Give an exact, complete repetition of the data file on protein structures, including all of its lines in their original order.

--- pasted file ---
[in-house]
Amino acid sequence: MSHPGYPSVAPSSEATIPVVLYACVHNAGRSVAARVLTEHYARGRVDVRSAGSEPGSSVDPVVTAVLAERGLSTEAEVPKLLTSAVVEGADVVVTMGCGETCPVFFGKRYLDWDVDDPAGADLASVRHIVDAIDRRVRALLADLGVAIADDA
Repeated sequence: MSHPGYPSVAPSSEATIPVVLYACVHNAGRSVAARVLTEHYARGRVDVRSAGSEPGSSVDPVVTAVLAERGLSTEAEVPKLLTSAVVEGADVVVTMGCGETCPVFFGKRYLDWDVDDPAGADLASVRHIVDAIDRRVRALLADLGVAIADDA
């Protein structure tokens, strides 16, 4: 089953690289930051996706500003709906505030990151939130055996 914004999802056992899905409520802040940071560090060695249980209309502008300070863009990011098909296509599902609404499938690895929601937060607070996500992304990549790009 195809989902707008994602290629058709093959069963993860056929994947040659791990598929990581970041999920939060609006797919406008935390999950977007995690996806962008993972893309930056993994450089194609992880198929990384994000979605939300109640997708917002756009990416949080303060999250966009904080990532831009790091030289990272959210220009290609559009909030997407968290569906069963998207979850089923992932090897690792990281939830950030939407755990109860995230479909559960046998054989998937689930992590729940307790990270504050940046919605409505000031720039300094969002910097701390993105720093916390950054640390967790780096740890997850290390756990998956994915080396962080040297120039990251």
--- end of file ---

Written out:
[in-house]
Amino acid sequence: MSHPGYPSVAPSSEATIPVVLYACVHNAGRSVAARVLTEHYARGRVDVRSAGSEPGSSVDPVVTAVLAERGLSTEAEVPKLLTSAVVEGADVVVTMGCGETCPVFFGKRYLDWDVDDPAGADLASVRHIVDAIDRRVRALLADLGVAIADDA
Repeated sequence: MSHPGYPSVAPSSEATIPVVLYACVHNAGRSVAARVLTEHYARGRVDVRSAGSEPGSSVDPVVTAVLAERGLSTEAEVPKLLTSAVVEGADVVVTMGCGETCPVFFGKRYLDWDVDDPAGADLASVRHIVDAIDRRVRALLADLGVAIADDA
């Protein structure tokens, strides 16, 4: 089953690289930051996706500003709906505030990151939130055996 914004999802056992899905409520802040940071560090060695249980209309502008300070863009990011098909296509599902609404499938690895929601937060607070996500992304990549790009 195809989902707008994602290629058709093959069963993860056929994947040659791990598929990581970041999920939060609006797919406008935390999950977007995690996806962008993972893309930056993994450089194609992880198929990384994000979605939300109640997708917002756009990416949080303060999250966009904080990532831009790091030289990272959210220009290609559009909030997407968290569906069963998207979850089923992932090897690792990281939830950030939407755990109860995230479909559960046998054989998937689930992590729940307790990270504050940046919605409505000031720039300094969002910097701390993105720093916390950054640390967790780096740890997850290390756990998956994915080396962080040297120039990251």